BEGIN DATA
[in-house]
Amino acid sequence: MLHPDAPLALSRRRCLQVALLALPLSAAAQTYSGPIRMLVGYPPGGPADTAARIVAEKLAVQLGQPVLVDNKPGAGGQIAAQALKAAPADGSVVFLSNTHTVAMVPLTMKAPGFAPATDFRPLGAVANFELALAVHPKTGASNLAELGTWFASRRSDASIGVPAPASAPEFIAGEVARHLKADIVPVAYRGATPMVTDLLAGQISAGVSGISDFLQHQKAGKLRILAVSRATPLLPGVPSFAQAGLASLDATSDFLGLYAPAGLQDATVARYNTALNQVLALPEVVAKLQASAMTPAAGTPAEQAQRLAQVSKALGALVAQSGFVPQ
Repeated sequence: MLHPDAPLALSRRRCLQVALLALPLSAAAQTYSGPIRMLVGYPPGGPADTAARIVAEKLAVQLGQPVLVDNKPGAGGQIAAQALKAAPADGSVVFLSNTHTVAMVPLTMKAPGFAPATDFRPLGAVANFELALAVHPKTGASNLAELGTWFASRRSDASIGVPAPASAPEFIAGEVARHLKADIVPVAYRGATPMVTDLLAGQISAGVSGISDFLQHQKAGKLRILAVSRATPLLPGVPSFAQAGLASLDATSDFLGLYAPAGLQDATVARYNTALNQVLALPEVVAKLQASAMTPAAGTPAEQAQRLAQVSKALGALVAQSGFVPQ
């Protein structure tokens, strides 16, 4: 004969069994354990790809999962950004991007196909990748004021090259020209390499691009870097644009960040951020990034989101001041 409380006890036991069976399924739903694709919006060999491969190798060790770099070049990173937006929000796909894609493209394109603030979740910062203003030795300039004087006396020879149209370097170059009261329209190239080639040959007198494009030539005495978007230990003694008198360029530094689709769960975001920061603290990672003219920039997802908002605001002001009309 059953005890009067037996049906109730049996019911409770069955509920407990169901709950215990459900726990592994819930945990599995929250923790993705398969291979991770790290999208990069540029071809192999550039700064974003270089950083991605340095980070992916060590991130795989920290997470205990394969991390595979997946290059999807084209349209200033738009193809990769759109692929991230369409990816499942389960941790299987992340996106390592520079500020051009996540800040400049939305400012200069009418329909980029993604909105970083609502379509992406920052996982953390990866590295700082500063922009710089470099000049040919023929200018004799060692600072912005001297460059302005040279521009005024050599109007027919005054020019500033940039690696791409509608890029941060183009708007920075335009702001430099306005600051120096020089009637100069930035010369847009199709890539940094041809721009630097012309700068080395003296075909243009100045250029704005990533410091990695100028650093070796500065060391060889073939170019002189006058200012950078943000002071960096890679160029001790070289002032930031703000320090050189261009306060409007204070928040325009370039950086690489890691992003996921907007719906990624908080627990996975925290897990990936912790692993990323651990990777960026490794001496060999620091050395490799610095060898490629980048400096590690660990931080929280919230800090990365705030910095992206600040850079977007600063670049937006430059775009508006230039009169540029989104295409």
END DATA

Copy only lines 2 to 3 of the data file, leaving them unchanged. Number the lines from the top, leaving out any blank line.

Amino acid sequence: MLHPDAPLALSRRRCLQVALLALPLSAAAQTYSGPIRMLVGYPPGGPADTAARIVAEKLAVQLGQPVLVDNKPGAGGQIAAQALKAAPADGSVVFLSNTHTVAMVPLTMKAPGFAPATDFRPLGAVANFELALAVHPKTGASNLAELGTWFASRRSDASIGVPAPASAPEFIAGEVARHLKADIVPVAYRGATPMVTDLLAGQISAGVSGISDFLQHQKAGKLRILAVSRATPLLPGVPSFAQAGLASLDATSDFLGLYAPAGLQDATVARYNTALNQVLALPEVVAKLQASAMTPAAGTPAEQAQRLAQVSKALGALVAQSGFVPQ
Repeated sequence: MLHPDAPLALSRRRCLQVALLALPLSAAAQTYSGPIRMLVGYPPGGPADTAARIVAEKLAVQLGQPVLVDNKPGAGGQIAAQALKAAPADGSVVFLSNTHTVAMVPLTMKAPGFAPATDFRPLGAVANFELALAVHPKTGASNLAELGTWFASRRSDASIGVPAPASAPEFIAGEVARHLKADIVPVAYRGATPMVTDLLAGQISAGVSGISDFLQHQKAGKLRILAVSRATPLLPGVPSFAQAGLASLDATSDFLGLYAPAGLQDATVARYNTALNQVLALPEVVAKLQASAMTPAAGTPAEQAQRLAQVSKALGALVAQSGFVPQ